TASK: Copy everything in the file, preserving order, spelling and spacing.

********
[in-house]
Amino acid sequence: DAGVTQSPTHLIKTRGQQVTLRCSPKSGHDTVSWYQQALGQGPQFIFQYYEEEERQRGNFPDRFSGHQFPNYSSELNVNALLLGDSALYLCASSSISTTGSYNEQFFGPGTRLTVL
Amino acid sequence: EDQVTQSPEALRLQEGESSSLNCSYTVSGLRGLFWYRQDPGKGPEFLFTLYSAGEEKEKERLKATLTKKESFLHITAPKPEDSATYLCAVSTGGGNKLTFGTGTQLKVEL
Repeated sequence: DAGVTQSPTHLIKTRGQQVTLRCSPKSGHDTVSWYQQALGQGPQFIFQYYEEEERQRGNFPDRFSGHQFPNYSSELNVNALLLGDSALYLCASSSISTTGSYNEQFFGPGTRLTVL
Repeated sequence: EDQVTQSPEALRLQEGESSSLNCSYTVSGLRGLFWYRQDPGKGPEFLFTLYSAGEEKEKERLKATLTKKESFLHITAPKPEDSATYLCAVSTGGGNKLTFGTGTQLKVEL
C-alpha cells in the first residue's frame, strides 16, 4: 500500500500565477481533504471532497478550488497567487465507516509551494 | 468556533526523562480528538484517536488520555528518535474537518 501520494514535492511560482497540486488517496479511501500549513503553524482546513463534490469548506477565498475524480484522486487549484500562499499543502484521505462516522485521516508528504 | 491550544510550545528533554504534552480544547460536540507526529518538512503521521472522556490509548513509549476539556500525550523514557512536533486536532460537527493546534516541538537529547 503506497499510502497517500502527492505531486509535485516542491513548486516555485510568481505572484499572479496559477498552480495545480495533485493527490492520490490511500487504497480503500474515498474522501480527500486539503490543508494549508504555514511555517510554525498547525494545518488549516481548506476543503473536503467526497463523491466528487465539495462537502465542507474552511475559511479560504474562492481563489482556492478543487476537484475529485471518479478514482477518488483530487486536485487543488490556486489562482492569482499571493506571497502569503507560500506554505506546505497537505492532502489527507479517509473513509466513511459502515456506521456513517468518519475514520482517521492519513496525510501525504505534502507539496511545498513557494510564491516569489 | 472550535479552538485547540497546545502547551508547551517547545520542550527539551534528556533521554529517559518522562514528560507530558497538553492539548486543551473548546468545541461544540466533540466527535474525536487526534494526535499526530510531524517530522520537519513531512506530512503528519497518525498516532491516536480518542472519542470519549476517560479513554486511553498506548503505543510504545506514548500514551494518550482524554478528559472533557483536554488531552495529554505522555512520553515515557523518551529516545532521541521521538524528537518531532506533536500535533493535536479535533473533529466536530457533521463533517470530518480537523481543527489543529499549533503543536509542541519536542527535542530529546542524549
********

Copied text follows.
[in-house]
Amino acid sequence: DAGVTQSPTHLIKTRGQQVTLRCSPKSGHDTVSWYQQALGQGPQFIFQYYEEEERQRGNFPDRFSGHQFPNYSSELNVNALLLGDSALYLCASSSISTTGSYNEQFFGPGTRLTVL
Amino acid sequence: EDQVTQSPEALRLQEGESSSLNCSYTVSGLRGLFWYRQDPGKGPEFLFTLYSAGEEKEKERLKATLTKKESFLHITAPKPEDSATYLCAVSTGGGNKLTFGTGTQLKVEL
Repeated sequence: DAGVTQSPTHLIKTRGQQVTLRCSPKSGHDTVSWYQQALGQGPQFIFQYYEEEERQRGNFPDRFSGHQFPNYSSELNVNALLLGDSALYLCASSSISTTGSYNEQFFGPGTRLTVL
Repeated sequence: EDQVTQSPEALRLQEGESSSLNCSYTVSGLRGLFWYRQDPGKGPEFLFTLYSAGEEKEKERLKATLTKKESFLHITAPKPEDSATYLCAVSTGGGNKLTFGTGTQLKVEL
C-alpha cells in the first residue's frame, strides 16, 4: 500500500500565477481533504471532497478550488497567487465507516509551494 | 468556533526523562480528538484517536488520555528518535474537518 501520494514535492511560482497540486488517496479511501500549513503553524482546513463534490469548506477565498475524480484522486487549484500562499499543502484521505462516522485521516508528504 | 491550544510550545528533554504534552480544547460536540507526529518538512503521521472522556490509548513509549476539556500525550523514557512536533486536532460537527493546534516541538537529547 503506497499510502497517500502527492505531486509535485516542491513548486516555485510568481505572484499572479496559477498552480495545480495533485493527490492520490490511500487504497480503500474515498474522501480527500486539503490543508494549508504555514511555517510554525498547525494545518488549516481548506476543503473536503467526497463523491466528487465539495462537502465542507474552511475559511479560504474562492481563489482556492478543487476537484475529485471518479478514482477518488483530487486536485487543488490556486489562482492569482499571493506571497502569503507560500506554505506546505497537505492532502489527507479517509473513509466513511459502515456506521456513517468518519475514520482517521492519513496525510501525504505534502507539496511545498513557494510564491516569489 | 472550535479552538485547540497546545502547551508547551517547545520542550527539551534528556533521554529517559518522562514528560507530558497538553492539548486543551473548546468545541461544540466533540466527535474525536487526534494526535499526530510531524517530522520537519513531512506530512503528519497518525498516532491516536480518542472519542470519549476517560479513554486511553498506548503505543510504545506514548500514551494518550482524554478528559472533557483536554488531552495529554505522555512520553515515557523518551529516545532521541521521538524528537518531532506533536500535533493535536479535533473533529466536530457533521463533517470530518480537523481543527489543529499549533503543536509542541519536542527535542530529546542524549